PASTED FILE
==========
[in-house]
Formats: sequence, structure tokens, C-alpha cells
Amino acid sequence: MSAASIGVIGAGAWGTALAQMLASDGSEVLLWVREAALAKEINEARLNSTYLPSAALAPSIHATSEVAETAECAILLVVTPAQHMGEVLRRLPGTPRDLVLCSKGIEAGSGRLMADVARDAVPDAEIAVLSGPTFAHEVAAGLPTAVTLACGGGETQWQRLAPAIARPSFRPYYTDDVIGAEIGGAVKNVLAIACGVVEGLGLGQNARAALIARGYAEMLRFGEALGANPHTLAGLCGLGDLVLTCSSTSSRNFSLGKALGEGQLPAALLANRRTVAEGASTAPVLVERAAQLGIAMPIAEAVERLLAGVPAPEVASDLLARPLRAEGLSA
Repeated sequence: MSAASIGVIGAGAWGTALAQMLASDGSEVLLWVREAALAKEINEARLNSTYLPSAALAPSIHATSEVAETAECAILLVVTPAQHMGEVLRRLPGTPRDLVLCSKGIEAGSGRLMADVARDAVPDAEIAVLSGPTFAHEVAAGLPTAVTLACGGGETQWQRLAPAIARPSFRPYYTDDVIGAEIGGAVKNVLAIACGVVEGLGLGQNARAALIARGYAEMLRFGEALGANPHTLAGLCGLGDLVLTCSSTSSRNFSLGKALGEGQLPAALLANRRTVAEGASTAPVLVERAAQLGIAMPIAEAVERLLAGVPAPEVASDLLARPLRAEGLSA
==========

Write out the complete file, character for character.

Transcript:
[in-house]
Formats: sequence, structure tokens, C-alpha cells
Amino acid sequence: MSAASIGVIGAGAWGTALAQMLASDGSEVLLWVREAALAKEINEARLNSTYLPSAALAPSIHATSEVAETAECAILLVVTPAQHMGEVLRRLPGTPRDLVLCSKGIEAGSGRLMADVARDAVPDAEIAVLSGPTFAHEVAAGLPTAVTLACGGGETQWQRLAPAIARPSFRPYYTDDVIGAEIGGAVKNVLAIACGVVEGLGLGQNARAALIARGYAEMLRFGEALGANPHTLAGLCGLGDLVLTCSSTSSRNFSLGKALGEGQLPAALLANRRTVAEGASTAPVLVERAAQLGIAMPIAEAVERLLAGVPAPEVASDLLARPLRAEGLSA
Repeated sequence: MSAASIGVIGAGAWGTALAQMLASDGSEVLLWVREAALAKEINEARLNSTYLPSAALAPSIHATSEVAETAECAILLVVTPAQHMGEVLRRLPGTPRDLVLCSKGIEAGSGRLMADVARDAVPDAEIAVLSGPTFAHEVAAGLPTAVTLACGGGETQWQRLAPAIARPSFRPYYTDDVIGAEIGGAVKNVLAIACGVVEGLGLGQNARAALIARGYAEMLRFGEALGANPHTLAGLCGLGDLVLTCSSTSSRNFSLGKALGEGQLPAALLANRRTVAEGASTAPVLVERAAQLGIAMPIAEAVERLLAGVPAPEVASDLLARPLRAEGLSA